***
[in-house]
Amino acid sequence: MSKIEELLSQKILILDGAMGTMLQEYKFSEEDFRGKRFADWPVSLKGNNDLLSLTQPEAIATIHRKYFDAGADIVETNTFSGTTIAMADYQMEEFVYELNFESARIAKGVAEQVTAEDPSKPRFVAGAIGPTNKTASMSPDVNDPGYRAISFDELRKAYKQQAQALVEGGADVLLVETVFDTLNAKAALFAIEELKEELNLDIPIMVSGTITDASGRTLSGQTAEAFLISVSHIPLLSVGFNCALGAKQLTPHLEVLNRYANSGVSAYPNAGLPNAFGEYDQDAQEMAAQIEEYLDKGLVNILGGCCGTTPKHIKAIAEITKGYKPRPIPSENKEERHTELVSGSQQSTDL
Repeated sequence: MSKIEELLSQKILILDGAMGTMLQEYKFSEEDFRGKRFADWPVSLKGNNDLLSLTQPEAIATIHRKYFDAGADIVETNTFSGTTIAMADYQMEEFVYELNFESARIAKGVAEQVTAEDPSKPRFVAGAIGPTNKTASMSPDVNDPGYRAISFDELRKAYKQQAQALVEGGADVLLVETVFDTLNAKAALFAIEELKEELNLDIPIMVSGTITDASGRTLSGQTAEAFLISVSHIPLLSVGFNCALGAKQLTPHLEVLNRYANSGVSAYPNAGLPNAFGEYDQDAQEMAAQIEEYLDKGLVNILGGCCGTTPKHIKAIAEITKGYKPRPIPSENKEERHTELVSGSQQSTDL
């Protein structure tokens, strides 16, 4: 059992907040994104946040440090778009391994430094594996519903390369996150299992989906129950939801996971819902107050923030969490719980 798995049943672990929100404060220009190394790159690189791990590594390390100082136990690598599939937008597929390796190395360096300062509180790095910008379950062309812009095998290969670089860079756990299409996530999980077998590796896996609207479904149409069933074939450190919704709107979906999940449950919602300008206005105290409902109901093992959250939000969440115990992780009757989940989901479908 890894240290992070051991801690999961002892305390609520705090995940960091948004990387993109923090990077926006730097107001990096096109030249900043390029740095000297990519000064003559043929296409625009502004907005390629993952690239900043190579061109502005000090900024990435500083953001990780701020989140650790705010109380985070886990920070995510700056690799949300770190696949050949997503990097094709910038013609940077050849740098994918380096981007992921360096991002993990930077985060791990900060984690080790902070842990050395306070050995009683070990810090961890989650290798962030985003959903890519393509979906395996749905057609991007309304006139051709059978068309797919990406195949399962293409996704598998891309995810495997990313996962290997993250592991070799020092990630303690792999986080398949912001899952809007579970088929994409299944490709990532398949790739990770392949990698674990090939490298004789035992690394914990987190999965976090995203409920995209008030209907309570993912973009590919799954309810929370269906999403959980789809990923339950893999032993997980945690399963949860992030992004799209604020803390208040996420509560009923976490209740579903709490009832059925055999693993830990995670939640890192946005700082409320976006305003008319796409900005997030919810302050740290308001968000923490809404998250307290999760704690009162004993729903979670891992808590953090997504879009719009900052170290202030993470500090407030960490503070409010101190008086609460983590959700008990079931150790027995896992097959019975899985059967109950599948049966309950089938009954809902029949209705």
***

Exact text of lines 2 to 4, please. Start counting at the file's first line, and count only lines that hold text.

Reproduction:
Amino acid sequence: MSKIEELLSQKILILDGAMGTMLQEYKFSEEDFRGKRFADWPVSLKGNNDLLSLTQPEAIATIHRKYFDAGADIVETNTFSGTTIAMADYQMEEFVYELNFESARIAKGVAEQVTAEDPSKPRFVAGAIGPTNKTASMSPDVNDPGYRAISFDELRKAYKQQAQALVEGGADVLLVETVFDTLNAKAALFAIEELKEELNLDIPIMVSGTITDASGRTLSGQTAEAFLISVSHIPLLSVGFNCALGAKQLTPHLEVLNRYANSGVSAYPNAGLPNAFGEYDQDAQEMAAQIEEYLDKGLVNILGGCCGTTPKHIKAIAEITKGYKPRPIPSENKEERHTELVSGSQQSTDL
Repeated sequence: MSKIEELLSQKILILDGAMGTMLQEYKFSEEDFRGKRFADWPVSLKGNNDLLSLTQPEAIATIHRKYFDAGADIVETNTFSGTTIAMADYQMEEFVYELNFESARIAKGVAEQVTAEDPSKPRFVAGAIGPTNKTASMSPDVNDPGYRAISFDELRKAYKQQAQALVEGGADVLLVETVFDTLNAKAALFAIEELKEELNLDIPIMVSGTITDASGRTLSGQTAEAFLISVSHIPLLSVGFNCALGAKQLTPHLEVLNRYANSGVSAYPNAGLPNAFGEYDQDAQEMAAQIEEYLDKGLVNILGGCCGTTPKHIKAIAEITKGYKPRPIPSENKEERHTELVSGSQQSTDL
């Protein structure tokens, strides 16, 4: 059992907040994104946040440090778009391994430094594996519903390369996150299992989906129950939801996971819902107050923030969490719980 798995049943672990929100404060220009190394790159690189791990590594390390100082136990690598599939937008597929390796190395360096300062509180790095910008379950062309812009095998290969670089860079756990299409996530999980077998590796896996609207479904149409069933074939450190919704709107979906999940449950919602300008206005105290409902109901093992959250939000969440115990992780009757989940989901479908 890894240290992070051991801690999961002892305390609520705090995940960091948004990387993109923090990077926006730097107001990096096109030249900043390029740095000297990519000064003559043929296409625009502004907005390629993952690239900043190579061109502005000090900024990435500083953001990780701020989140650790705010109380985070886990920070995510700056690799949300770190696949050949997503990097094709910038013609940077050849740098994918380096981007992921360096991002993990930077985060791990900060984690080790902070842990050395306070050995009683070990810090961890989650290798962030985003959903890519393509979906395996749905057609991007309304006139051709059978068309797919990406195949399962293409996704598998891309995810495997990313996962290997993250592991070799020092990630303690792999986080398949912001899952809007579970088929994409299944490709990532398949790739990770392949990698674990090939490298004789035992690394914990987190999965976090995203409920995209008030209907309570993912973009590919799954309810929370269906999403959980789809990923339950893999032993997980945690399963949860992030992004799209604020803390208040996420509560009923976490209740579903709490009832059925055999693993830990995670939640890192946005700082409320976006305003008319796409900005997030919810302050740290308001968000923490809404998250307290999760704690009162004993729903979670891992808590953090997504879009719009900052170290202030993470500090407030960490503070409010101190008086609460983590959700008990079931150790027995896992097959019975899985059967109950599948049966309950089938009954809902029949209705």